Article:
About vaginal thrush
Vaginal thrush is a common infection caused by an overgrowth of the yeast Candida albicans. This yeast lives naturally in the bowel and in small numbers in the vagina. It’s mostly harmless, but symptoms can develop if yeast numbers increase.
About 75% of women will have vaginal thrush in their lifetime. Other names for this infection are candidiasis or monilia.
Symptoms can include vaginal itching or burning, a white discharge and stinging or burning while urinating. Vaginal creams or vaginal tablets (pessaries) can help reduce the symptoms of thrush. Thrush can also occur in other parts of the body, such as the mouth.
Symptoms of vaginal thrush
Symptoms you may experience if you develop vaginal thrush include:
- vaginal discomfort – itching or burning
- a thick, white discharge with a ‘cottage cheese’ appearance and yeasty smell
- redness or swelling of the vagina or vulva
- splits in the genital skin
- stinging or burning while urinating or during sex.
Diagnosis of vaginal thrush
To make a diagnosis of vaginal thrush, your GP will need to:
- take a detailed history of your symptoms
- examine your genitals
- take a swab from the affected area.
Thrush is not sexually transmitted
Vaginal thrush is not a sexually transmitted infection (STI). It’s caused by an overgrowth of the yeast Candida albicans, which is normally found on the genital skin. This overgrowth may occur due to:
- recent antibiotic use
- oral contraceptive use
- menstrual cycle changes
- general illnesses like diabetes, iron deficiency and immune system disorders
- associated vulval skin conditions, such as eczema.
Sometimes, the reason for candida overgrowth can’t be identified.
Treatment for vaginal thrush
Treatment aims to reduce the number of yeasts so they no longer cause symptoms. Options that are available from your local pharmacist without a prescription include:
- antifungal creams or vaginal pessaries (tablets) – these are put inside the vagina with a special applicator and are used from one to six days, depending on the product. Occasionally a second course of treatment is required. Repeated topical treatments (applied to the skin) may occasionally cause skin irritation
- oral tablets – this treatment is more expensive than other options and is not recommended for pregnant women or as a ‘first line’ treatment. If you are on other medications or are pregnant, consult with your doctor or pharmacist before taking oral medication for thrush.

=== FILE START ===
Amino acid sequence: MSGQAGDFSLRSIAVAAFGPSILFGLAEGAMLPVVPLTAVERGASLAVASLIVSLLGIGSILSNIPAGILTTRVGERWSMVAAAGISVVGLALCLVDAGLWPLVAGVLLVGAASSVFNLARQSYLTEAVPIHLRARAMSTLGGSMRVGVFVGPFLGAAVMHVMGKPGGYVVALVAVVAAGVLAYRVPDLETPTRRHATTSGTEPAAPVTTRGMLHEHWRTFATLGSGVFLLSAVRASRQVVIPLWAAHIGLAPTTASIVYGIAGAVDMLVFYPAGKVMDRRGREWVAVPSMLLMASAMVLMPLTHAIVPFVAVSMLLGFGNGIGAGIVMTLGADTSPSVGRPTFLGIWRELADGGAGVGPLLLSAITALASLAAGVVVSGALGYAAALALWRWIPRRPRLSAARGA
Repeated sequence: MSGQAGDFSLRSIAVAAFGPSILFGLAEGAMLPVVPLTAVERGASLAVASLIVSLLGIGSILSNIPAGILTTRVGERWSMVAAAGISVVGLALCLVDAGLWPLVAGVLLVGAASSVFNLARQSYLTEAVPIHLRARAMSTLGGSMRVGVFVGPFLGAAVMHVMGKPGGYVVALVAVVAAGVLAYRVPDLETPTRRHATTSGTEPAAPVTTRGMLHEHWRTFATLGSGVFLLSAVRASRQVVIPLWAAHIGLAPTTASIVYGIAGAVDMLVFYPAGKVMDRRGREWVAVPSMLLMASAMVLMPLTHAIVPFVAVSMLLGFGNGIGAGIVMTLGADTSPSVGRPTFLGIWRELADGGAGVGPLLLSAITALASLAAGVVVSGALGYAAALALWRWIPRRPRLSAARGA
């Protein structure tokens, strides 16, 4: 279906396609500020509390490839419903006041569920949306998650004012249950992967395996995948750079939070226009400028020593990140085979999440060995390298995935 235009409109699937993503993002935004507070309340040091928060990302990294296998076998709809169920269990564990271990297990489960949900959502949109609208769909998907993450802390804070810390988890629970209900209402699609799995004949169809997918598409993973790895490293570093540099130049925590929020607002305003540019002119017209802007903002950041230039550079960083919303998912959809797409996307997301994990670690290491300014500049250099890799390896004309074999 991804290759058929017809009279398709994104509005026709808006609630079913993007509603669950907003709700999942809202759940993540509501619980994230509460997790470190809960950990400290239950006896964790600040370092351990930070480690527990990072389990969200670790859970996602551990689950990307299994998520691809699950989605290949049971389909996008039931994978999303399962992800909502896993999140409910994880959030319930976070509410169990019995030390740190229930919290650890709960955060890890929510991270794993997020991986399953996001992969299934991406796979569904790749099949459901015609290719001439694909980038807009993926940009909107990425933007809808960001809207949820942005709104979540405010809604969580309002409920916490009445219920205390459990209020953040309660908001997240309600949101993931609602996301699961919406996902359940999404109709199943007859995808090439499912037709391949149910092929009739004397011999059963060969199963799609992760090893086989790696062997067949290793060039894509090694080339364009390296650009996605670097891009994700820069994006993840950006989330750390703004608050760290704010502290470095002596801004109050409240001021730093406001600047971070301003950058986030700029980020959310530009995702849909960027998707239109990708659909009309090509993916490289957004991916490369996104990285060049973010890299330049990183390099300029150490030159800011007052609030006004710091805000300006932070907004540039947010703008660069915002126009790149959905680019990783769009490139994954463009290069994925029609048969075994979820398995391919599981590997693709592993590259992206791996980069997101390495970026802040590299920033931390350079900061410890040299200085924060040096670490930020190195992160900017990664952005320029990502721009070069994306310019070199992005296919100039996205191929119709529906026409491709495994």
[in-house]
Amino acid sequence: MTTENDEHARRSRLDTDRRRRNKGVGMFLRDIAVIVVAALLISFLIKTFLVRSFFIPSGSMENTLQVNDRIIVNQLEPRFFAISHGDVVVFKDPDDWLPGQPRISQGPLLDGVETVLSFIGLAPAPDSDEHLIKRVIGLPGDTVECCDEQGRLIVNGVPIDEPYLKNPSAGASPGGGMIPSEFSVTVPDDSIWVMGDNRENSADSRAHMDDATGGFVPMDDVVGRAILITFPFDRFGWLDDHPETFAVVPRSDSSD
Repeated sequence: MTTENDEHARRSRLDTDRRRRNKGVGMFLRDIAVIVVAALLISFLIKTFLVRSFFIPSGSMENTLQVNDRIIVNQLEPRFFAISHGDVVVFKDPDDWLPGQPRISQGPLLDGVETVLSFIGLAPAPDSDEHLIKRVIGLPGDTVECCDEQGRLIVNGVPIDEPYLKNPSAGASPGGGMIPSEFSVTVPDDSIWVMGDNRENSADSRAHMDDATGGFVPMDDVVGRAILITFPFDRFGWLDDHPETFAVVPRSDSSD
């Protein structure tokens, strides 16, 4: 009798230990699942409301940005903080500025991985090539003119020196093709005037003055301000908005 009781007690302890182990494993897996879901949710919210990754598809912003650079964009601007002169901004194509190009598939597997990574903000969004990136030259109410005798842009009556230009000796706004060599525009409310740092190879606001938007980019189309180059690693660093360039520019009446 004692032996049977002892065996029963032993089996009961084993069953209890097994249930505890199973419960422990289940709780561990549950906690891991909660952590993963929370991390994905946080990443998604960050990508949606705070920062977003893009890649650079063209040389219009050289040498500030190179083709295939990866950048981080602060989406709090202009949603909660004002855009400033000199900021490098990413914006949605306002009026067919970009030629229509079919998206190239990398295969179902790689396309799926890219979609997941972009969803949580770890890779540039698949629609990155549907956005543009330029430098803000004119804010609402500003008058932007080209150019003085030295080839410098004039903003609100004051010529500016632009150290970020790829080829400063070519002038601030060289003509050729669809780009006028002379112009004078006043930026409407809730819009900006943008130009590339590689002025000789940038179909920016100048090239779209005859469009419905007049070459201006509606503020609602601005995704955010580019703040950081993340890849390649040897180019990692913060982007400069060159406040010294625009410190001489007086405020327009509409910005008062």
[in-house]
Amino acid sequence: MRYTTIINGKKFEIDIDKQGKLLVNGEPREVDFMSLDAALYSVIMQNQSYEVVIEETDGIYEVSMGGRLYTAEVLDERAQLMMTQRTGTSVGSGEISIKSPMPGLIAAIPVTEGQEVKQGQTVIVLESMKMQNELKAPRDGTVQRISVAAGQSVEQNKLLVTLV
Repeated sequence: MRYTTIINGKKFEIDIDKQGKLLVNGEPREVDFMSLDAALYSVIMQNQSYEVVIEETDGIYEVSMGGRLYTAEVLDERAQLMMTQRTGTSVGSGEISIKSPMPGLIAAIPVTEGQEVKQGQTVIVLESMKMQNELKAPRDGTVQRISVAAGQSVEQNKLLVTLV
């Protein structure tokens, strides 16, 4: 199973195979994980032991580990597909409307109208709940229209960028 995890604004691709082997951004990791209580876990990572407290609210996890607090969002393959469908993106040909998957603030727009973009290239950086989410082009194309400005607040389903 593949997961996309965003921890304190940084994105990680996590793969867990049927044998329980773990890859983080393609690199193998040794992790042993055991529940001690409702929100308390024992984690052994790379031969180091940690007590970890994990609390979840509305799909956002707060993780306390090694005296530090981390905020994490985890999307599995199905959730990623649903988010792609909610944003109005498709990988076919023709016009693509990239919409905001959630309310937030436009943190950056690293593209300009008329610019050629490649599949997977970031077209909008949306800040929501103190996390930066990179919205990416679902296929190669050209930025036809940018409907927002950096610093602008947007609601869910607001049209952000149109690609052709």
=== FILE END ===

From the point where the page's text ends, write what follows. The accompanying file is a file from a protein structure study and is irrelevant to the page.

Sometimes symptoms only last for a short time (for example, the week before your period) and treatment is not necessary.
Prevention of vaginal thrush
To help prevent vaginal thrush:
- Wipe your bottom from front to back after going to the toilet. This will prevent the spread of Candida albicans from the anus to the vagina.
- Avoid using soap to wash the genital area. Soap substitutes can be used.
- Avoid using antiseptics, douches or perfumed sprays in the genital area.
- Avoid using perfumed toilet papers and menstrual products.
- Avoid wearing tight-fitting pants and synthetic underwear.
- Consider changing your laundry detergent and don’t use fabric softeners.
Vaginal thrush and sex
You can still have sex when you have vaginal thrush. However, it can be uncomfortable and you may experience a burning sensation during or after sex. Use plenty of lubricant to protect your skin.
Thrush is not an STI, but male partners can sometimes get redness and irritation after sex.
The treatment for thrush can weaken condoms, so apply the treatments after you have had sex if you are using condoms.
Ruling out other vaginal conditions
A few other vaginal conditions result in symptoms that are like those of thrush. See your doctor if you:
- have had several episodes of thrush in a short period
- have had recent sex without a condom with a new partner
- have associated pain in your pelvic area or abnormal bleeding
- treated yourself with a thrush treatment and your symptoms haven’t gone away.
Management of recurrent thrush
If you experience repeated episodes of thrush, it’s recommended that you see your GP to confirm that it’s thrush and that you don’t have an STI. Your GP can check for the presence of other skin conditions that may have similar symptoms and exclude other conditions that can cause thrush (such as diabetes).
Any factor contributing to the overgrowth of Candida albicans should be identified and managed. If no contributing factors are found, a course of preventative treatment may be recommended.
There is no evidence to support the treatment of male partners of women who experience thrush. Thrush outbreaks, while uncomfortable, do not cause any long-term health issues. There is also no clear evidence that dietary changes prevent thrush, but the research is limited.
Where to get help
This page has been produced in consultation with and approved by:
Melbourne Sexual Health Centre
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